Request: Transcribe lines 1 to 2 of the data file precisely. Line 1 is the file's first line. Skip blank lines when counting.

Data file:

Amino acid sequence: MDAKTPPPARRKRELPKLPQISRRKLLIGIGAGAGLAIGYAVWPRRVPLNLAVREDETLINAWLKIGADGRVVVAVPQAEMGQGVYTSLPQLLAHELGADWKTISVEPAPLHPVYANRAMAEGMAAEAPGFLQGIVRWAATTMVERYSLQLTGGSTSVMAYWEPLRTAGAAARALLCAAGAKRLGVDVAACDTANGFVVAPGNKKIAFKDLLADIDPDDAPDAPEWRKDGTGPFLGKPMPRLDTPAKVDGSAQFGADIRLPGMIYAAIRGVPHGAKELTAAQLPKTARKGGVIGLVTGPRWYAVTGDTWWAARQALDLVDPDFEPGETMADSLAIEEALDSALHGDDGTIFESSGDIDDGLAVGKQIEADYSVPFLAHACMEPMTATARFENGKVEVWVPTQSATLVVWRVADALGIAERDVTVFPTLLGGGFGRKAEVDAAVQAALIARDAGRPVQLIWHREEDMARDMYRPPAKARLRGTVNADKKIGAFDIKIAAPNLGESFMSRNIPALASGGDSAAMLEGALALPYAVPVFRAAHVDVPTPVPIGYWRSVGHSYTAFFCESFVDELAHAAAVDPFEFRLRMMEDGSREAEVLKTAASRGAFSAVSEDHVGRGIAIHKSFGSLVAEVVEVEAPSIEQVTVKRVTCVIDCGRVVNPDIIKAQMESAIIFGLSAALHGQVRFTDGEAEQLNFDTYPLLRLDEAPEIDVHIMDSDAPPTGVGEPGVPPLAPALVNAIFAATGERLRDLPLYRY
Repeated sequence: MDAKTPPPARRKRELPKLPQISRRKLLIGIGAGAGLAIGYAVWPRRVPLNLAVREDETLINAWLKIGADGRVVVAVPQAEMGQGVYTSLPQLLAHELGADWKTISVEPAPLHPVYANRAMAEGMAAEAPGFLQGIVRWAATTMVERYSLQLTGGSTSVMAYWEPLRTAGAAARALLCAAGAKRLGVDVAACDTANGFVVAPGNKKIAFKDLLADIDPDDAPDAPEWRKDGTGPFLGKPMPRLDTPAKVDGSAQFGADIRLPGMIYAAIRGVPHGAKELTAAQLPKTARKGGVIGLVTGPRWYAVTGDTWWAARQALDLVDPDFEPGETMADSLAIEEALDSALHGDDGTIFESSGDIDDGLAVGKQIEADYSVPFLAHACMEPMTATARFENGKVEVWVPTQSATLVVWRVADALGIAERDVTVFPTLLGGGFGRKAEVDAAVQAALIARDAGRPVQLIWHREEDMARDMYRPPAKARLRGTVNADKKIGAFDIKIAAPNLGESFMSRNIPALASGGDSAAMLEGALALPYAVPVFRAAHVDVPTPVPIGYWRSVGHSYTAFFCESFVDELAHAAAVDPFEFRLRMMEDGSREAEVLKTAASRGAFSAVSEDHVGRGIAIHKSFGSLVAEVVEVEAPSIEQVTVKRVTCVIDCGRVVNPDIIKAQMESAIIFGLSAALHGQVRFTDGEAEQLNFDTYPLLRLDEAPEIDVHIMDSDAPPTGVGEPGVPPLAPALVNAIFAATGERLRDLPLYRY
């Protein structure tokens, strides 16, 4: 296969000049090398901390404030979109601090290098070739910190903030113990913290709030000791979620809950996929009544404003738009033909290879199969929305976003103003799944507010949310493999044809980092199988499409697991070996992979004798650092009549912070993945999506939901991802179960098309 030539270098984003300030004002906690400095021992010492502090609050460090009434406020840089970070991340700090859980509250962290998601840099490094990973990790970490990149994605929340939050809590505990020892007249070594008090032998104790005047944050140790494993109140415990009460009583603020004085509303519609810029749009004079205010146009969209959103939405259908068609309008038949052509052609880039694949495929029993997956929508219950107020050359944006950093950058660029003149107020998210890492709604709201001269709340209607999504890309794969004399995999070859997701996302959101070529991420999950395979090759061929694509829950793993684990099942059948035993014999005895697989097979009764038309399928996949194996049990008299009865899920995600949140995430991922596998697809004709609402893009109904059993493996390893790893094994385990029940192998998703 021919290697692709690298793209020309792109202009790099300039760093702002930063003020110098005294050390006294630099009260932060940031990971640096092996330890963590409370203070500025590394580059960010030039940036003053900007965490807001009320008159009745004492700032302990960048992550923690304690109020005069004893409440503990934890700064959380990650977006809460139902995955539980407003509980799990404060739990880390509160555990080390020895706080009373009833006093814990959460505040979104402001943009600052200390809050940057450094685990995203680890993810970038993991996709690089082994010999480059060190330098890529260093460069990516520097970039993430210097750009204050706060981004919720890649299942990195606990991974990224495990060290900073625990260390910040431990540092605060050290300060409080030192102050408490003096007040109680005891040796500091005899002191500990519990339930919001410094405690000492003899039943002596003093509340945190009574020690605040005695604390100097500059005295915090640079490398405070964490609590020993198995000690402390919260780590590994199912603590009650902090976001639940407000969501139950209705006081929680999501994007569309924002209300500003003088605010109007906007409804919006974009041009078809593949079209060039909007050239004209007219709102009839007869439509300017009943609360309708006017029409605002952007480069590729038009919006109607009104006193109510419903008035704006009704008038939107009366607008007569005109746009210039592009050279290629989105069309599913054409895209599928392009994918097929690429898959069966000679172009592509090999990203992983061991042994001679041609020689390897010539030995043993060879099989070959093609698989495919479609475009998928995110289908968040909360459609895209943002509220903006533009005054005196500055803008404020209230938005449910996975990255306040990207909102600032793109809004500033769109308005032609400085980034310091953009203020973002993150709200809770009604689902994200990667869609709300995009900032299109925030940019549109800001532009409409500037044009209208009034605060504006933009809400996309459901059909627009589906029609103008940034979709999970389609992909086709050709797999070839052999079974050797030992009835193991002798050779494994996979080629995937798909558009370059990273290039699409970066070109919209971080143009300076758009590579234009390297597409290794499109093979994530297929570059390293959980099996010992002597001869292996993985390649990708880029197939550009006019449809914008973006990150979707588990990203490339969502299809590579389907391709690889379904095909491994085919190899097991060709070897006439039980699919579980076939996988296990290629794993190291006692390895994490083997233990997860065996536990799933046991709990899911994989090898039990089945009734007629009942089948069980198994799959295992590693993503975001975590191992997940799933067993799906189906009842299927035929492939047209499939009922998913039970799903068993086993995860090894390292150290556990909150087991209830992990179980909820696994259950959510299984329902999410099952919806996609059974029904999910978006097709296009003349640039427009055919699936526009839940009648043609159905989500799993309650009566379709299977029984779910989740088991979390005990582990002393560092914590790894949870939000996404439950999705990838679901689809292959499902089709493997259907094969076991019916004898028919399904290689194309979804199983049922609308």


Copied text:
Amino acid sequence: MDAKTPPPARRKRELPKLPQISRRKLLIGIGAGAGLAIGYAVWPRRVPLNLAVREDETLINAWLKIGADGRVVVAVPQAEMGQGVYTSLPQLLAHELGADWKTISVEPAPLHPVYANRAMAEGMAAEAPGFLQGIVRWAATTMVERYSLQLTGGSTSVMAYWEPLRTAGAAARALLCAAGAKRLGVDVAACDTANGFVVAPGNKKIAFKDLLADIDPDDAPDAPEWRKDGTGPFLGKPMPRLDTPAKVDGSAQFGADIRLPGMIYAAIRGVPHGAKELTAAQLPKTARKGGVIGLVTGPRWYAVTGDTWWAARQALDLVDPDFEPGETMADSLAIEEALDSALHGDDGTIFESSGDIDDGLAVGKQIEADYSVPFLAHACMEPMTATARFENGKVEVWVPTQSATLVVWRVADALGIAERDVTVFPTLLGGGFGRKAEVDAAVQAALIARDAGRPVQLIWHREEDMARDMYRPPAKARLRGTVNADKKIGAFDIKIAAPNLGESFMSRNIPALASGGDSAAMLEGALALPYAVPVFRAAHVDVPTPVPIGYWRSVGHSYTAFFCESFVDELAHAAAVDPFEFRLRMMEDGSREAEVLKTAASRGAFSAVSEDHVGRGIAIHKSFGSLVAEVVEVEAPSIEQVTVKRVTCVIDCGRVVNPDIIKAQMESAIIFGLSAALHGQVRFTDGEAEQLNFDTYPLLRLDEAPEIDVHIMDSDAPPTGVGEPGVPPLAPALVNAIFAATGERLRDLPLYRY
Repeated sequence: MDAKTPPPARRKRELPKLPQISRRKLLIGIGAGAGLAIGYAVWPRRVPLNLAVREDETLINAWLKIGADGRVVVAVPQAEMGQGVYTSLPQLLAHELGADWKTISVEPAPLHPVYANRAMAEGMAAEAPGFLQGIVRWAATTMVERYSLQLTGGSTSVMAYWEPLRTAGAAARALLCAAGAKRLGVDVAACDTANGFVVAPGNKKIAFKDLLADIDPDDAPDAPEWRKDGTGPFLGKPMPRLDTPAKVDGSAQFGADIRLPGMIYAAIRGVPHGAKELTAAQLPKTARKGGVIGLVTGPRWYAVTGDTWWAARQALDLVDPDFEPGETMADSLAIEEALDSALHGDDGTIFESSGDIDDGLAVGKQIEADYSVPFLAHACMEPMTATARFENGKVEVWVPTQSATLVVWRVADALGIAERDVTVFPTLLGGGFGRKAEVDAAVQAALIARDAGRPVQLIWHREEDMARDMYRPPAKARLRGTVNADKKIGAFDIKIAAPNLGESFMSRNIPALASGGDSAAMLEGALALPYAVPVFRAAHVDVPTPVPIGYWRSVGHSYTAFFCESFVDELAHAAAVDPFEFRLRMMEDGSREAEVLKTAASRGAFSAVSEDHVGRGIAIHKSFGSLVAEVVEVEAPSIEQVTVKRVTCVIDCGRVVNPDIIKAQMESAIIFGLSAALHGQVRFTDGEAEQLNFDTYPLLRLDEAPEIDVHIMDSDAPPTGVGEPGVPPLAPALVNAIFAATGERLRDLPLYRY